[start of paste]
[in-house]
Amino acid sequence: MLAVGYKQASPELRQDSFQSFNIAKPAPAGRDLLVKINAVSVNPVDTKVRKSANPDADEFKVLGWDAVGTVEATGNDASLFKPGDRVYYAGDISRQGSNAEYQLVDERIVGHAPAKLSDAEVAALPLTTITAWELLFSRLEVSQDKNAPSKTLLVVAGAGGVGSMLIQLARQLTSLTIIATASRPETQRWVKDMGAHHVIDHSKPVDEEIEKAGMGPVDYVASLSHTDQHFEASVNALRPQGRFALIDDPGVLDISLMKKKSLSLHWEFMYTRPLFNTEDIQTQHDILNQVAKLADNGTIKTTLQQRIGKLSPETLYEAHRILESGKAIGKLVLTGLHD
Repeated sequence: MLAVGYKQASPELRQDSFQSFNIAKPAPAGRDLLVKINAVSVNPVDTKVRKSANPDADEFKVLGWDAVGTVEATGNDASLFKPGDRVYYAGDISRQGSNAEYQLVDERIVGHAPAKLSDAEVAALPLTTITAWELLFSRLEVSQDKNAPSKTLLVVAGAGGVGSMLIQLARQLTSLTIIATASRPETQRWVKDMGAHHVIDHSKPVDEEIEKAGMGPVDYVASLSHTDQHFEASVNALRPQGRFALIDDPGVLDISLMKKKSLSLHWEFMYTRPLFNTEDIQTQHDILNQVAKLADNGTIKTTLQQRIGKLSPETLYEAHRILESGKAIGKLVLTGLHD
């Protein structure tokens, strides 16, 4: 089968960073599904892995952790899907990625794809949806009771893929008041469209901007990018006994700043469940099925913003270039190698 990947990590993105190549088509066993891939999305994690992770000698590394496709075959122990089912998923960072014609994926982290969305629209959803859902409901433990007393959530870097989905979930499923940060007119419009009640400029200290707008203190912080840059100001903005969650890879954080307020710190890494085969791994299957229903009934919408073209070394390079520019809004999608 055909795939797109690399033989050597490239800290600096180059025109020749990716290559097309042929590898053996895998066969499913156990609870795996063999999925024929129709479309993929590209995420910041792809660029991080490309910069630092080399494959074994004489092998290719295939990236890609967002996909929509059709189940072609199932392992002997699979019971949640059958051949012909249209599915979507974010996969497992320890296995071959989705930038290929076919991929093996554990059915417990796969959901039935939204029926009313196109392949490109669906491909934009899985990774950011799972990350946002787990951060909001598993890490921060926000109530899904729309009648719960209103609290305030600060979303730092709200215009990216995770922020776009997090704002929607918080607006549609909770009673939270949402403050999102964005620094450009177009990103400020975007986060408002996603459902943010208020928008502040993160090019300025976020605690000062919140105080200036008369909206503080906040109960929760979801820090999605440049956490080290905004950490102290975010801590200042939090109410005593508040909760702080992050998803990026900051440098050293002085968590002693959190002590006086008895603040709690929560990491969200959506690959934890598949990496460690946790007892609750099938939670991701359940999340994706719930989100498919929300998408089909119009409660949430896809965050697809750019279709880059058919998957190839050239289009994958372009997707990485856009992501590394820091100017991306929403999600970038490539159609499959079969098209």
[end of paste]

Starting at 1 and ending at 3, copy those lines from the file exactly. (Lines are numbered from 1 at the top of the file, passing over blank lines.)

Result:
[in-house]
Amino acid sequence: MLAVGYKQASPELRQDSFQSFNIAKPAPAGRDLLVKINAVSVNPVDTKVRKSANPDADEFKVLGWDAVGTVEATGNDASLFKPGDRVYYAGDISRQGSNAEYQLVDERIVGHAPAKLSDAEVAALPLTTITAWELLFSRLEVSQDKNAPSKTLLVVAGAGGVGSMLIQLARQLTSLTIIATASRPETQRWVKDMGAHHVIDHSKPVDEEIEKAGMGPVDYVASLSHTDQHFEASVNALRPQGRFALIDDPGVLDISLMKKKSLSLHWEFMYTRPLFNTEDIQTQHDILNQVAKLADNGTIKTTLQQRIGKLSPETLYEAHRILESGKAIGKLVLTGLHD
Repeated sequence: MLAVGYKQASPELRQDSFQSFNIAKPAPAGRDLLVKINAVSVNPVDTKVRKSANPDADEFKVLGWDAVGTVEATGNDASLFKPGDRVYYAGDISRQGSNAEYQLVDERIVGHAPAKLSDAEVAALPLTTITAWELLFSRLEVSQDKNAPSKTLLVVAGAGGVGSMLIQLARQLTSLTIIATASRPETQRWVKDMGAHHVIDHSKPVDEEIEKAGMGPVDYVASLSHTDQHFEASVNALRPQGRFALIDDPGVLDISLMKKKSLSLHWEFMYTRPLFNTEDIQTQHDILNQVAKLADNGTIKTTLQQRIGKLSPETLYEAHRILESGKAIGKLVLTGLHD